Seven Habits of Truly Effective Living
by Alex Crain, Editor, Christianity.com
"They will still yield fruit in old age; they shall be full of sap and very green."
The phrase, "begin with the end in mind" probably strikes a familiar chord with readers of the popular life management book, The Seven Habits of Highly Effective People. Even if you aren't familiar with the phrase (or the book for that matter), you most likely get the general idea. The principle, simply stated, is that it's a good idea to ask the question "How do I want this to turn out?" before you begin a task or project. It certainly isn't difficult to agree with that. Such a question helps sharpen focus and leads to more effective action. What is missing from the book, however, is the God-sized perspective that we see in Psalm 92. Frustration is actually the result for the individual who may lead a life of effective action, but whose only source of vision and motivation is the self.
We often envision the ideal life as one that's surrounded by beauty, valuable possessions and our favorite people. We want plenty of leisure time and the health to enjoy these things. But without God, such a life is depicted in Scripture as empty and deceptive. It is a dream that springs from a heart tainted by sin. If we are to be truly effective at living, we must humbly begin with God's end in mind.
In Psalm 92, the ideal end God depicts for one's life on this earth is that of the righteous person who is "full of sap and very green." In other words, he is filled with spiritual vitality, even at the end of life when the temptation to grumble and express radical selfishness is often the strongest. Instead of complaining, his lips are filled with praise—declaring that there is no unrighteousness in God, his Rock (v. 15).
The roots for such vigor of soul are woven throughout the preceding verses where we see seven habits of truly effective living unfolded for us. They are:
#1 Seeing thankfulness and praise to God as desirable, not as duty (v. 1).
#2 Focusing on God's lovingkindness in the morning and His faithfulness at night
(v. 2). For the righteous man, each day begins and ends with God, implying that God is central in his thoughts throughout the entire day. Literally, lovingkindness refers to God's covenant loyal love, which features His promise of salvation. The righteous person is not self-righteous, or externally moralistic. Rather, he looks to God's promises and unchanging character as the basis for his right standing before his Creator-Judge. The Lord Jesus Christ is, of course, the fulfillment of these promises. So, the one having faith in Christ is counted righteous and delivered from a petty life of vain pursuits.
#3 Enjoying resounding music and singing for joy at God's great works (vv. 1, 3-4).
#4 Pondering the deep thoughts of God (v. 5)—not being characterized by a shallow, pragmatic view of God that sees Him merely as a means to get other things.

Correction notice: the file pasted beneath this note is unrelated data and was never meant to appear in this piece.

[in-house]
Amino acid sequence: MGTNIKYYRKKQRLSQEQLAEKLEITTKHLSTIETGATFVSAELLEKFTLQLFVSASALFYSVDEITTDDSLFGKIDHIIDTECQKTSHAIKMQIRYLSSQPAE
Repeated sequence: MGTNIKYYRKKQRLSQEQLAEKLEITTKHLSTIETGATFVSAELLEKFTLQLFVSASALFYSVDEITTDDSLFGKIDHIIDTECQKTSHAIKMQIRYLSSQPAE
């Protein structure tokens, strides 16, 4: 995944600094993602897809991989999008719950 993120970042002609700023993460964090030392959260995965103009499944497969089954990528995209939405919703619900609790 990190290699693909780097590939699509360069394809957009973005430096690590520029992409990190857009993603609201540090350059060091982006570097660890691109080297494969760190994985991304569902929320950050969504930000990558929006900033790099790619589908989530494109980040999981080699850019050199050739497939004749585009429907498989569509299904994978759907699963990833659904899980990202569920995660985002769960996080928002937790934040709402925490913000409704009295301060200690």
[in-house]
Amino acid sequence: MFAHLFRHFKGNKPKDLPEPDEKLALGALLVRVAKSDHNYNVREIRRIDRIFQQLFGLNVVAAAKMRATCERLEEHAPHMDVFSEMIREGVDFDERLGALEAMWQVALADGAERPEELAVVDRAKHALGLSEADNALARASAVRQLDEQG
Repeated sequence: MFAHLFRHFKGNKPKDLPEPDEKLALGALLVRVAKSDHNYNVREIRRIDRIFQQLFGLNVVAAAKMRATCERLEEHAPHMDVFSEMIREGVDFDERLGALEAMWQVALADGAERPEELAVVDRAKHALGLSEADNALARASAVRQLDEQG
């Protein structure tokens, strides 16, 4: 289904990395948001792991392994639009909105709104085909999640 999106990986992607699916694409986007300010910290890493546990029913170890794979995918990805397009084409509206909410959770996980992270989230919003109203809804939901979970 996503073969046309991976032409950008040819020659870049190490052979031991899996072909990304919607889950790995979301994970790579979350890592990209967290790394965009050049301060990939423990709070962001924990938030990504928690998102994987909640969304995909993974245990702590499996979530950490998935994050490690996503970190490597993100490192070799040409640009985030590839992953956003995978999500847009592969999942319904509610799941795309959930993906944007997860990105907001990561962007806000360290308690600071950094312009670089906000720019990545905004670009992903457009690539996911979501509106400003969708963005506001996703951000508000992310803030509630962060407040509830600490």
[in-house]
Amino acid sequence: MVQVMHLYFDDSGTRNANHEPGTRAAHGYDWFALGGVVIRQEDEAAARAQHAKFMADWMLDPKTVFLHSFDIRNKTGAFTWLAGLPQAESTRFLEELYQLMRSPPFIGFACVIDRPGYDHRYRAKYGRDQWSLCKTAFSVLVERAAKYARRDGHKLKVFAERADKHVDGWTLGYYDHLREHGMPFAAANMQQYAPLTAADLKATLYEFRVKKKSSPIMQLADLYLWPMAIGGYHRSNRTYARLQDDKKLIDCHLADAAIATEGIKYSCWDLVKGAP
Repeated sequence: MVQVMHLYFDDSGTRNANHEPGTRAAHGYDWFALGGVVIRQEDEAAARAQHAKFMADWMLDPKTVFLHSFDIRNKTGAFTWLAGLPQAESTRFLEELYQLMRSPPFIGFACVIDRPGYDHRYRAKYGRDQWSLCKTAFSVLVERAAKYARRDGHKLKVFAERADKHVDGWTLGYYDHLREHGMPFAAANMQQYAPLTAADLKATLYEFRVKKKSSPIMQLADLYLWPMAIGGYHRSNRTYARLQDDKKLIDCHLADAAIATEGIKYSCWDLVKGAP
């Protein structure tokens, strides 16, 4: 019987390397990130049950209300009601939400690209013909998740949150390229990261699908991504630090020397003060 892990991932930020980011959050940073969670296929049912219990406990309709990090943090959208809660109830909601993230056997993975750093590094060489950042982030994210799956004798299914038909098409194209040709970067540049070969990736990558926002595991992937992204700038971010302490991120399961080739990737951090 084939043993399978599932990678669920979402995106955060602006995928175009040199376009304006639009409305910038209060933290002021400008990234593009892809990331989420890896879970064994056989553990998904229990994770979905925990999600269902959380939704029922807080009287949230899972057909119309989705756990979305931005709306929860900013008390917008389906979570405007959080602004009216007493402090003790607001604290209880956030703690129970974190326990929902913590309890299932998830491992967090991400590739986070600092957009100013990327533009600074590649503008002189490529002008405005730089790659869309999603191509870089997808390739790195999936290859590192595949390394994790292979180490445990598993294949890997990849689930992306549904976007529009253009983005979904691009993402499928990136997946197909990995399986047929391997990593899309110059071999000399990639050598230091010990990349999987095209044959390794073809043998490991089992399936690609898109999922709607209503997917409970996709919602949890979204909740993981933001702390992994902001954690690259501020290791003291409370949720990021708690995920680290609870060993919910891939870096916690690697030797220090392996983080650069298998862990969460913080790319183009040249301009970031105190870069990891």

#5 Praising the transcendence of God—declaring that God is the "Most High" who is above all His creatures. The righteous one realizes that man is in no way equal to God. Thus, he can never legitimately view God with suspicion or call Him into judgment (v. 8).
#6 Resting securely in the fact that, in the end, God will have the final say on all matters. He will deal justice to the enemies of righteousness (vv. 9-11).
#7 Depending continuously upon God for strength—for "fresh oil" (v. 10), knowing that yesterday's supply never carries over to today.
Perhaps you know an older believer who embodies these seven habits. My own 'eighty-something' grandmother, "Meme," is one such saint. At the time of this writing, she lay in a hospital bed with very serious health complications. During a recent phone call, she talked not about her pain but about her delight in truths she read that morning in her well-worn Bible. She asked me about my role as a worship leader at the local church where I serve as associate pastor, and she spoke of various hymns and songs she had been singing throughout the day. Her prayer at the close of our conversation was full of gratitude and praise to the Lord, evidencing a deep, personal knowledge of and trust in God. While I listened, I thought to myself: This is what Psalm 92 is all about. Here is a person who, by God's grace, has learned to practice the habits of truly effective living.
Intersecting Faith & Life:
How regularly are these seven habits in Psalm 92 practiced in my daily life? Given the way I am right now and knowing the habits that I practice, will I spend my latter days of life on this earth "full of sap and very green?" At my death, what kind of person will God say I was? What kind of person will others say I was? If my responses to these questions are negative, what is the source of the problem? Do I not know God? Is there an idol in my life? Re-read habits 1-7 above to reflect again on what the psalmist delighted in.
While completing his studies (M.Div.) at The Master's Seminary, Alex served on staff at Grace Community Church in the Los Angeles area. He has subsequently served at various churches in the areas of teaching, outreach, small groups and worship ministries. In addition to writing and editing for Salem Web Network, Alex serves as the worship pastor of Grace Bible Church in Richmond, Virginia.